EU hails Google's proposals in antitrust probe

Jul 24, 2012
The EU hailed on Tuesday proposals that Google has made after regulators launched an anti-trust probe into whether the Internet search giant had abused its dominant market position.

The EU hailed on Tuesday proposals that Google has made after regulators launched an anti-trust probe into whether the Internet search giant had abused its dominant market position.

"The (executive European) Commission considers Google's proposals as a good basis for further talks and has now reached a good level of understanding with Google," said a spokesman for Joaquin Almunia, the commissioner responsible for competition.

"There will soon be discussions at technical level," the spokesman said. "We hope this process will lead to remedies addressing our concerns."

The statement came a day before Almunia was to hold a press conference in Brussels.

A Google spokesman in Brussells, Al Verney, said: "We continue to work cooperatively with the European Commission."

Google made its proposals in early July following a demand by EU in May to quickly respond to commission concerns.

At the time, the FairSearch coalition, which includes Microsoft and several airfare comparison websites, said it hoped the letter signals a change by Google.

"We hope the proposals reflect a greater willingness to end Google's anti-competitive behaviour than has its consistent rejection of the concerns that Mr. Almunia identified after collecting evidence for nearly two years," said Thomas Vinje, EU counsel to the FairSearch coalition.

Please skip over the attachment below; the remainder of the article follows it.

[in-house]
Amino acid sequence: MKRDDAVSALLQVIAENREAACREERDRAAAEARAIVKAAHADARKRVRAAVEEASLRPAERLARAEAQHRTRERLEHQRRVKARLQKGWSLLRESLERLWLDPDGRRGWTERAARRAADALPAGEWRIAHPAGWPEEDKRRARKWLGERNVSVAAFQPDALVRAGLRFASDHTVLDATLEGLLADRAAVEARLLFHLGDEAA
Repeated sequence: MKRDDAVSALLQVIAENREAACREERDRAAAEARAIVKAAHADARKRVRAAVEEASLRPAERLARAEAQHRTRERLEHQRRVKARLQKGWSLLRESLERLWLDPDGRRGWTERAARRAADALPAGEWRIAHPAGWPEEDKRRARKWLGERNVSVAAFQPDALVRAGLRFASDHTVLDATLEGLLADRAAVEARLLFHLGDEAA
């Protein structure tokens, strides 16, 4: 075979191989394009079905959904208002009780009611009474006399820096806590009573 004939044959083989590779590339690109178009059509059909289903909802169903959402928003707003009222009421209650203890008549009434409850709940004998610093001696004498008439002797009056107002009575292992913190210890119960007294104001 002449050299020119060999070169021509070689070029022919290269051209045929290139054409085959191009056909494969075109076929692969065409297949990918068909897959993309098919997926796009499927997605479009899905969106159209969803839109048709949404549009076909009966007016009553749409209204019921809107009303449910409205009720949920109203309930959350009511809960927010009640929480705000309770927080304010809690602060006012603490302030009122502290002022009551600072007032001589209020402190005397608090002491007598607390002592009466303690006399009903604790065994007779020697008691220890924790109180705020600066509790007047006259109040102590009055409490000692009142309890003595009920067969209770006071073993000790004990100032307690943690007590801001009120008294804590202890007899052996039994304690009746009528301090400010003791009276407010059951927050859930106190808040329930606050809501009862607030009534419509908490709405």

The launched its in November 2010, looking into allegations that Google had abused a dominant market position following complaints from rivals.

Almunia said in May that the probe had identified areas of significant concern in Brussels.

They were: "preferential treatment" in the hierarchical presentation of search results; doubts over Google's full respect of copyrights; and "restrictions" written into advertising contracts and the "portability" of advertising across different Internet platforms.

Microsoft-owned Ciao was an early and more than a dozen plaintiffs are now attached to the case.

If satisfied with Google's response, the Commission could close this investigation.

Otherwise it could possibly push forward the case to the next stage with a formal statement of objections.

Fines eventually imposed under this type of probe could reach up to 10 percent of a company's sales -- meaning record EU penalties.

Even if this case is closed it would not end all of Google's troubles with EU competition authorities.

It is also facing complaints from travel websites such as Expedia and concerns about 's Android mobile phone and tablet operating system.

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